Publicly launched in June 2003, Second Life now stretches over nearly 1,000 acres of land containing more than 200,000 user-created objects, including clothing and accessories to buy, nightclubs to visit, and an amusement park owned and operated by residents with more than 30 exciting rides.
Second Life residents typically spend 13,000 hours a week in-world, socializing, building and conducting over 17,000 transactions of goods and services.
"In June 2003, Second Life launched with a single 'general store', a disco, and a couple other attractions we built to get things started. In the hands of our aggressive early adopters it has grown to hundreds of stores, dozens of small towns, and has challenged us to rapidly grow the capabilities of the system to match the imagination of our population. With version 1.1, residents will be able to build and drive their own vehicles, form land-owning groups and communities, and advertise their businesses in a public directory," said Linden Lab founder Philip Rosedale.
Residents of Second Life v1.1 will be able to:
- Instantly find the people and places they're looking for with an improved map and online directories;
- Enjoy an even more visually rich 3D environment, with more shading, depth, texture, and shininess from new bump mapping and environment mapping, and a new advanced particle system allowing effects like smoke, explosions, fountains, exhaust, and fireworks;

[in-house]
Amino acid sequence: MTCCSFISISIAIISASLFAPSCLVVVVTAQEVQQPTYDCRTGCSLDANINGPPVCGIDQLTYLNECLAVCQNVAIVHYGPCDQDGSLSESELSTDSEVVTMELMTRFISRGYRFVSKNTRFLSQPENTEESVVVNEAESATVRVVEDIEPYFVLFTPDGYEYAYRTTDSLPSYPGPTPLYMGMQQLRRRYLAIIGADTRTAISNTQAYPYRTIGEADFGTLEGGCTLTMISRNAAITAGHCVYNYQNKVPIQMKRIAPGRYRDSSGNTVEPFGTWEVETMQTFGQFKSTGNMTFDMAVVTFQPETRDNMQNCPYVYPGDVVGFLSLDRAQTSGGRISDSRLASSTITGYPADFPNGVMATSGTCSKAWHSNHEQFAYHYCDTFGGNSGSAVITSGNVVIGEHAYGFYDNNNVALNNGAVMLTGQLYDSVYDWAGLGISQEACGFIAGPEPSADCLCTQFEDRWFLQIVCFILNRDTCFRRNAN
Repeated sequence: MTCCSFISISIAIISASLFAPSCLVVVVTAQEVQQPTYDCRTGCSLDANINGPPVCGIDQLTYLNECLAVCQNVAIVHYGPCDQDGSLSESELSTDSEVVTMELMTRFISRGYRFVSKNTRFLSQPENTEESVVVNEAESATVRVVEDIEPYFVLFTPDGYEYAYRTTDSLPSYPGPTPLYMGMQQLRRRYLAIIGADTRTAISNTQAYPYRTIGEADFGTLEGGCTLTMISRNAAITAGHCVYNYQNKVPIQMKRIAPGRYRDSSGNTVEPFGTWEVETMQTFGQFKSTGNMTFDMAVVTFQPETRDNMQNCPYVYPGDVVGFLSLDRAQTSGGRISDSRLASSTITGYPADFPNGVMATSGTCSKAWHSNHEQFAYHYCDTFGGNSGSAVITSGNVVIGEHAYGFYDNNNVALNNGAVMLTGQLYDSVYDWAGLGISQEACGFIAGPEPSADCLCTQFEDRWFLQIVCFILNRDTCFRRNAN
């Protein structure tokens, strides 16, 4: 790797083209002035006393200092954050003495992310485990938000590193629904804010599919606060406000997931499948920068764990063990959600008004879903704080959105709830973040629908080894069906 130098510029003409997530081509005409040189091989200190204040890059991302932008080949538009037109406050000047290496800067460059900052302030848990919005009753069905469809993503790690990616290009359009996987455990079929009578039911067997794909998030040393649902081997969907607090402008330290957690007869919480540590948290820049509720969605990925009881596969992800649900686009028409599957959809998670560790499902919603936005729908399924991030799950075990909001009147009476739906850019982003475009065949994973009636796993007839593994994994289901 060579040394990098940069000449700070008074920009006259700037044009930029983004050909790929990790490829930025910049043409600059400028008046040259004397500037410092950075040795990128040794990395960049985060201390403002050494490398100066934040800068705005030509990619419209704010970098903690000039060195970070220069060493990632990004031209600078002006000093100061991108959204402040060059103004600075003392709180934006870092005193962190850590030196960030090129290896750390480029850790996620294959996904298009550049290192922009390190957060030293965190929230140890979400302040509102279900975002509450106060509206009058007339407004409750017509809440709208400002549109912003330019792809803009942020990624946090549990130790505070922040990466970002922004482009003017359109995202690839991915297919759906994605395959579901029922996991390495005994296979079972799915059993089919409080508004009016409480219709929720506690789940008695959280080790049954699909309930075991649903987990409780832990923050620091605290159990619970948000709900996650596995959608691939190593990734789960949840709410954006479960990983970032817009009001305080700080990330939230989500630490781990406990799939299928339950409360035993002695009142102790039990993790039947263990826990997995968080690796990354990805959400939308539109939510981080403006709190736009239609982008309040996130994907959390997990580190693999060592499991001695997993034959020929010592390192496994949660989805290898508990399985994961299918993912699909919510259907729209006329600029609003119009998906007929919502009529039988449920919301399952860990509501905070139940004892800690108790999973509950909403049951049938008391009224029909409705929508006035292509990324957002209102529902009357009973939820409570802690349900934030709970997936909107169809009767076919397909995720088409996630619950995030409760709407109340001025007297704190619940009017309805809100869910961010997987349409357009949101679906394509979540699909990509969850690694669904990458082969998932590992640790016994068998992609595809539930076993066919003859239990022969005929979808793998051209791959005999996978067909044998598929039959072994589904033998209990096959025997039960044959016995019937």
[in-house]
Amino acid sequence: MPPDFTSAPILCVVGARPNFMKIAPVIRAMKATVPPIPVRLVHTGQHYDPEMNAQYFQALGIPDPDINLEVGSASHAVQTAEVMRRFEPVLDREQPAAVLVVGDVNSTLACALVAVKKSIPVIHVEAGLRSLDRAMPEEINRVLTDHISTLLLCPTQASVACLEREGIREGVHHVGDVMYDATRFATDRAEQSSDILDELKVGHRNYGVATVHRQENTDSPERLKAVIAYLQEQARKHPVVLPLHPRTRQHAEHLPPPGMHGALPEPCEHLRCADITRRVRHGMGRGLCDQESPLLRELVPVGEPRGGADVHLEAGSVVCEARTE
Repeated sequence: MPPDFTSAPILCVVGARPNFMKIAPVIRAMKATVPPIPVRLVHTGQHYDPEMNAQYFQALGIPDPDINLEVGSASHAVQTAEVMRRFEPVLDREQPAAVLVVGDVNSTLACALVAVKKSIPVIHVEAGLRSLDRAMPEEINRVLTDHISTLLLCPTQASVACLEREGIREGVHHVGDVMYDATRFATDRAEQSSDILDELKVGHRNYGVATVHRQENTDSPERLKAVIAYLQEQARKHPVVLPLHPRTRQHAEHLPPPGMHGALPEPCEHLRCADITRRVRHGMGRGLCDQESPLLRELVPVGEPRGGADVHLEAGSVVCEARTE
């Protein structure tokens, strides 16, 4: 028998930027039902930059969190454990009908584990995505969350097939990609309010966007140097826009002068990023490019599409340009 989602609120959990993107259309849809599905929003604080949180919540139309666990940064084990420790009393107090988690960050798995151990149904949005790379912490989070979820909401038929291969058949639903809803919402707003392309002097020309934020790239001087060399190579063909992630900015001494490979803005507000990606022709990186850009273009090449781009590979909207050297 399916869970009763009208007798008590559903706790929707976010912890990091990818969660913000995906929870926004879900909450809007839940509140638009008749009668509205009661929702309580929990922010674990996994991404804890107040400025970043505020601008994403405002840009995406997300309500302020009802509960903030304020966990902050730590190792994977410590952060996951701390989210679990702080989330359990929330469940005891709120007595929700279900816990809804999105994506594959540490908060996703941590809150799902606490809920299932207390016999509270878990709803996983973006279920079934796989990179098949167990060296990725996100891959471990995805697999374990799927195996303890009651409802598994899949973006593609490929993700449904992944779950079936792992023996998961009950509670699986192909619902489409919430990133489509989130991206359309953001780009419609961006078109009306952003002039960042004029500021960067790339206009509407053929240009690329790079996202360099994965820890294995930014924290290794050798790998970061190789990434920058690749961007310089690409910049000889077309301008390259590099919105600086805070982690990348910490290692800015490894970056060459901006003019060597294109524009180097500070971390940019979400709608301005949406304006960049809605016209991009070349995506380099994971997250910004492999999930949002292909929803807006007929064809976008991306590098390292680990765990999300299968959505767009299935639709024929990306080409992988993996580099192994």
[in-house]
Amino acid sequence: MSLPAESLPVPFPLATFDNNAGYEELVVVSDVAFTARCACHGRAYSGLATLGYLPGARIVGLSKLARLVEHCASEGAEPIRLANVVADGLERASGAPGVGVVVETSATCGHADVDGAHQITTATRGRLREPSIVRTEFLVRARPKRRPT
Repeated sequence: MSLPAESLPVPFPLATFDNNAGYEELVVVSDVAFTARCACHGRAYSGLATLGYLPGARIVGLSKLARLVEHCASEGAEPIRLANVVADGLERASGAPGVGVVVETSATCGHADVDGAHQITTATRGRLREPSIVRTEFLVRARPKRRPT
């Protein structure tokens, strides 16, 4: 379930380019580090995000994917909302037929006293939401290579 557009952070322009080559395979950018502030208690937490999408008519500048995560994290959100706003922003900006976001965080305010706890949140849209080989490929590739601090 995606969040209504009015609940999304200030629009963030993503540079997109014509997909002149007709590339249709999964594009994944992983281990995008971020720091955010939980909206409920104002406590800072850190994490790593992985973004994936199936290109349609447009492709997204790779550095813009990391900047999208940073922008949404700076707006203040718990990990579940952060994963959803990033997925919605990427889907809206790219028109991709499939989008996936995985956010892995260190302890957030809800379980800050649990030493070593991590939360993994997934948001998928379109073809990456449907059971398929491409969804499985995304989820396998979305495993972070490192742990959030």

- Experience the driver's view with a new vehicle system that allows users to create and then drive sophisticated vehicles ranging from airplanes to sailboats to hoverboards;
- Own land together as a group, with new land features which allow group members to control who can come and go, or even charge for access;
- Fine-tune their looks with improved options for clothing and avatar customization including support for skirts, clothing that moves with the virtual breeze, and bump-mapping for incredibly detailed skin and cloth features;
- Capture movies of their Second Life experience directly to file while online. The resulting 'home movies' can be then be emailed to friends or edited into theatrical masterpieces.
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